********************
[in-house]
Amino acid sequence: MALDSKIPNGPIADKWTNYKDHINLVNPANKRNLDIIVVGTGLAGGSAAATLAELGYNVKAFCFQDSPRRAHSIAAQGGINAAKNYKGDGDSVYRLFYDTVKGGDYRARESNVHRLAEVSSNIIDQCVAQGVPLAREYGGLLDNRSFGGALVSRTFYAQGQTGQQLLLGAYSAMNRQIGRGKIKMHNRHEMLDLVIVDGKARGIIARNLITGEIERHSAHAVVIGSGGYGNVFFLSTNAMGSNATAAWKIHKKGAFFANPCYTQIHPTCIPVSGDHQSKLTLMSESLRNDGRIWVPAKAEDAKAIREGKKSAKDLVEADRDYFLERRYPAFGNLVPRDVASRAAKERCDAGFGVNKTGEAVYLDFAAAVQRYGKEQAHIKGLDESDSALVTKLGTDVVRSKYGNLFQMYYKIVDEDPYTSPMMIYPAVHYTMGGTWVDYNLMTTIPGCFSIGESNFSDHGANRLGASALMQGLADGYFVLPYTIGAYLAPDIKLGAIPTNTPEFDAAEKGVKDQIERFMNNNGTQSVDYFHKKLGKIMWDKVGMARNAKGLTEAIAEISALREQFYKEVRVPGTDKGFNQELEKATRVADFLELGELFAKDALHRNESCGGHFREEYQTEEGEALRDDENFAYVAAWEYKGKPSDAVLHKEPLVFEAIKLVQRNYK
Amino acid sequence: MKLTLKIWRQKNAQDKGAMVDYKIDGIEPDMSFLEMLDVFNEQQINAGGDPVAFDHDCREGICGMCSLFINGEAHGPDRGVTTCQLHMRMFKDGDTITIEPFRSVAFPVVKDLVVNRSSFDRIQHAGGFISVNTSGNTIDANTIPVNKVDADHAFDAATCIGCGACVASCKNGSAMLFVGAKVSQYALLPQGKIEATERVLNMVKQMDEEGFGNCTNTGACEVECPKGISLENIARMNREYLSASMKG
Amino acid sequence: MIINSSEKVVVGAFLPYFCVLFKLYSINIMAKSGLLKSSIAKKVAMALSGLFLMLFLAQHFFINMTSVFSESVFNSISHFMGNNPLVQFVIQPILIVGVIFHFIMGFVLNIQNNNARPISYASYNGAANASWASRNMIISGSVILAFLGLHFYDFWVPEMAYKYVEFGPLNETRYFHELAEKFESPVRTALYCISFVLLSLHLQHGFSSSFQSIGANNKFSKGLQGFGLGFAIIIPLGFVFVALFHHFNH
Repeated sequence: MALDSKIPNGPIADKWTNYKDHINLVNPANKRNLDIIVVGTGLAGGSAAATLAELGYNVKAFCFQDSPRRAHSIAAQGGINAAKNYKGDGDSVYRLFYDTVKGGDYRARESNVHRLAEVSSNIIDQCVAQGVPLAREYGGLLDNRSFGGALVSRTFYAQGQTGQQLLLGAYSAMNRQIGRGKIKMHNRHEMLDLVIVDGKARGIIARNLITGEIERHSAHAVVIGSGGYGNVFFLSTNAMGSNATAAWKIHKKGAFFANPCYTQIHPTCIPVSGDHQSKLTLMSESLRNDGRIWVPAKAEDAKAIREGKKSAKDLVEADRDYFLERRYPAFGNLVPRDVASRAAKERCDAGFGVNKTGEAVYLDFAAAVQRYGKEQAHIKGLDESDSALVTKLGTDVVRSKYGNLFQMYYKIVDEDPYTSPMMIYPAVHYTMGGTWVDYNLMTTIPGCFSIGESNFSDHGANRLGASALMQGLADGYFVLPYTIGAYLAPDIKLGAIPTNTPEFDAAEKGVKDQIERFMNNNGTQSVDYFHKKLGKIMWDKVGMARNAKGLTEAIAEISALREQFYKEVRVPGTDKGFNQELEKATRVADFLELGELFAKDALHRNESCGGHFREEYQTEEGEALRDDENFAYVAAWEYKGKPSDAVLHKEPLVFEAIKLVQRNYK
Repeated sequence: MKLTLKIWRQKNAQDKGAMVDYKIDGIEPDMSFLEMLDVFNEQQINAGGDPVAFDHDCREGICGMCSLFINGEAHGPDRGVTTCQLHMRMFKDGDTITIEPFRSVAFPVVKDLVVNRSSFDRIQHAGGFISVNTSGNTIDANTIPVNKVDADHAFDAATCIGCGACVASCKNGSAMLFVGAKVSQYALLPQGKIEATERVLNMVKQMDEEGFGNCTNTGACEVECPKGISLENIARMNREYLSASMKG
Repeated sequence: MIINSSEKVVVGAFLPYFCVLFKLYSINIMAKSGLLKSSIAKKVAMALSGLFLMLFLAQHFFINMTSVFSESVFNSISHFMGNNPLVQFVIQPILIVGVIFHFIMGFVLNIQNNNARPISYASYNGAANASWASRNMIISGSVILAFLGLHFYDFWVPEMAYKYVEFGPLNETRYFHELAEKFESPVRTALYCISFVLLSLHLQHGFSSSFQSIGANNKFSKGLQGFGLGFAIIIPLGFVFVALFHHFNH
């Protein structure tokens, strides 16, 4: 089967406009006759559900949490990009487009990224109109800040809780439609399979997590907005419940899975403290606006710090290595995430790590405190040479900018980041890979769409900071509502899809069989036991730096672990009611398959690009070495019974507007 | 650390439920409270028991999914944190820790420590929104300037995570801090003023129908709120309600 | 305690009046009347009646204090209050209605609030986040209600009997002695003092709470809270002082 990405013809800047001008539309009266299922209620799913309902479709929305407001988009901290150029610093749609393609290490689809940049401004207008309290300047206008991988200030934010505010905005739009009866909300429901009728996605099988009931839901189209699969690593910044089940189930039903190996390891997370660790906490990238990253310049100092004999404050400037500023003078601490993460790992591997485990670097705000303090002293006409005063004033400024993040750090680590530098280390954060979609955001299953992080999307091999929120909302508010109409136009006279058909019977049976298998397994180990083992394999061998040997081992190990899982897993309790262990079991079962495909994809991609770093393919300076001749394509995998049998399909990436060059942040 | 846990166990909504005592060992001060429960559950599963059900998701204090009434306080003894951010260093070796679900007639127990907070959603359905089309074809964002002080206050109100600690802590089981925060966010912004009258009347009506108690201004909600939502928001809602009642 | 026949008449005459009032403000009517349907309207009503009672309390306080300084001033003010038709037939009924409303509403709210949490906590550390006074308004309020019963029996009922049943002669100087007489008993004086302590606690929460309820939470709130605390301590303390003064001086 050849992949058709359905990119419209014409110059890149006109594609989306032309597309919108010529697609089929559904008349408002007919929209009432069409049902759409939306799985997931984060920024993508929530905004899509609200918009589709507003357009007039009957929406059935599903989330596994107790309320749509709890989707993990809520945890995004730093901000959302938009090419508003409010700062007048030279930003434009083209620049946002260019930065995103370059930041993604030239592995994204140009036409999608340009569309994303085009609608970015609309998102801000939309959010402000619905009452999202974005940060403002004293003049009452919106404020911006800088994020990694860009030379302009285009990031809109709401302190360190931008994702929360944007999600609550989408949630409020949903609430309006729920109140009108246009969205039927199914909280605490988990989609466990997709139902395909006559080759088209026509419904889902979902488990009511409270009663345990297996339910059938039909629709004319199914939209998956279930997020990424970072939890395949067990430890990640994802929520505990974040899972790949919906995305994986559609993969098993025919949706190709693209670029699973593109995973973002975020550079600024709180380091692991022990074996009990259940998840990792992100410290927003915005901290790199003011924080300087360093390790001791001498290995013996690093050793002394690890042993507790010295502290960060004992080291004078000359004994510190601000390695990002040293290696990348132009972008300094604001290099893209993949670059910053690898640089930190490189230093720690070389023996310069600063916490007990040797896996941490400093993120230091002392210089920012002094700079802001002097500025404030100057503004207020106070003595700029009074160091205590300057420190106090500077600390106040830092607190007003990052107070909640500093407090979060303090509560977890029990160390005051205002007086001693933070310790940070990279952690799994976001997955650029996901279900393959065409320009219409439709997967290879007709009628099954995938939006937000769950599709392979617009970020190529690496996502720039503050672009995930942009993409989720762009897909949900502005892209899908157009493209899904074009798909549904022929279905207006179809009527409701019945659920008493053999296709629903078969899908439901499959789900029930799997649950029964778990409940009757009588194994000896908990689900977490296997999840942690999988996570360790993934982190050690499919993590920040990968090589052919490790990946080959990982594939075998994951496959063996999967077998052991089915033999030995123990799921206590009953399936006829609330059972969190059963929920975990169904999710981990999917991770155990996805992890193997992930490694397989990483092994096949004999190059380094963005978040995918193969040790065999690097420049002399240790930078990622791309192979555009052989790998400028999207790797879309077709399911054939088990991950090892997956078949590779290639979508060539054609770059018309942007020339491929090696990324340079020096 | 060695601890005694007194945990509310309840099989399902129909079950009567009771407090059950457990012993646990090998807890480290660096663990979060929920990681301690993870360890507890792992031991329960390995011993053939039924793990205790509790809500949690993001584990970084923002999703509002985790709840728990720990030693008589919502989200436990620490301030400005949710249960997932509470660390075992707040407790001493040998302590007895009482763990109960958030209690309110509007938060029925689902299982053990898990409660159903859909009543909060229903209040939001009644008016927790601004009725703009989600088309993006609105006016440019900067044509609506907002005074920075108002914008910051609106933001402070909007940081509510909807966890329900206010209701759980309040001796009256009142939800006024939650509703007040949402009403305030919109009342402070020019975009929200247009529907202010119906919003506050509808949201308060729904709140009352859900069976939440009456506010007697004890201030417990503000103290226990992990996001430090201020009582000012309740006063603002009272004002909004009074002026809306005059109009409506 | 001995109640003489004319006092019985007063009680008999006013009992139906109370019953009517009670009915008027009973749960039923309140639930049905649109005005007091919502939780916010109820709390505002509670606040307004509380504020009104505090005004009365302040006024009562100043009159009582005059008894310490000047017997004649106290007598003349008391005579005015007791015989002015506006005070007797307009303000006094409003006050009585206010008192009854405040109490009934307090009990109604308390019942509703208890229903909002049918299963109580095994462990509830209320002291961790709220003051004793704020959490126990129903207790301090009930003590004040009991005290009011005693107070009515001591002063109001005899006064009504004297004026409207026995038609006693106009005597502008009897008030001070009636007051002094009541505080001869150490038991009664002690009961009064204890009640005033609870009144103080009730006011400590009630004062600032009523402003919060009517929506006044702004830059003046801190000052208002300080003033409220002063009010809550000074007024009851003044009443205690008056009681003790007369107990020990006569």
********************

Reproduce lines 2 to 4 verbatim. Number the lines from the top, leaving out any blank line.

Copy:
Amino acid sequence: MALDSKIPNGPIADKWTNYKDHINLVNPANKRNLDIIVVGTGLAGGSAAATLAELGYNVKAFCFQDSPRRAHSIAAQGGINAAKNYKGDGDSVYRLFYDTVKGGDYRARESNVHRLAEVSSNIIDQCVAQGVPLAREYGGLLDNRSFGGALVSRTFYAQGQTGQQLLLGAYSAMNRQIGRGKIKMHNRHEMLDLVIVDGKARGIIARNLITGEIERHSAHAVVIGSGGYGNVFFLSTNAMGSNATAAWKIHKKGAFFANPCYTQIHPTCIPVSGDHQSKLTLMSESLRNDGRIWVPAKAEDAKAIREGKKSAKDLVEADRDYFLERRYPAFGNLVPRDVASRAAKERCDAGFGVNKTGEAVYLDFAAAVQRYGKEQAHIKGLDESDSALVTKLGTDVVRSKYGNLFQMYYKIVDEDPYTSPMMIYPAVHYTMGGTWVDYNLMTTIPGCFSIGESNFSDHGANRLGASALMQGLADGYFVLPYTIGAYLAPDIKLGAIPTNTPEFDAAEKGVKDQIERFMNNNGTQSVDYFHKKLGKIMWDKVGMARNAKGLTEAIAEISALREQFYKEVRVPGTDKGFNQELEKATRVADFLELGELFAKDALHRNESCGGHFREEYQTEEGEALRDDENFAYVAAWEYKGKPSDAVLHKEPLVFEAIKLVQRNYK
Amino acid sequence: MKLTLKIWRQKNAQDKGAMVDYKIDGIEPDMSFLEMLDVFNEQQINAGGDPVAFDHDCREGICGMCSLFINGEAHGPDRGVTTCQLHMRMFKDGDTITIEPFRSVAFPVVKDLVVNRSSFDRIQHAGGFISVNTSGNTIDANTIPVNKVDADHAFDAATCIGCGACVASCKNGSAMLFVGAKVSQYALLPQGKIEATERVLNMVKQMDEEGFGNCTNTGACEVECPKGISLENIARMNREYLSASMKG
Amino acid sequence: MIINSSEKVVVGAFLPYFCVLFKLYSINIMAKSGLLKSSIAKKVAMALSGLFLMLFLAQHFFINMTSVFSESVFNSISHFMGNNPLVQFVIQPILIVGVIFHFIMGFVLNIQNNNARPISYASYNGAANASWASRNMIISGSVILAFLGLHFYDFWVPEMAYKYVEFGPLNETRYFHELAEKFESPVRTALYCISFVLLSLHLQHGFSSSFQSIGANNKFSKGLQGFGLGFAIIIPLGFVFVALFHHFNH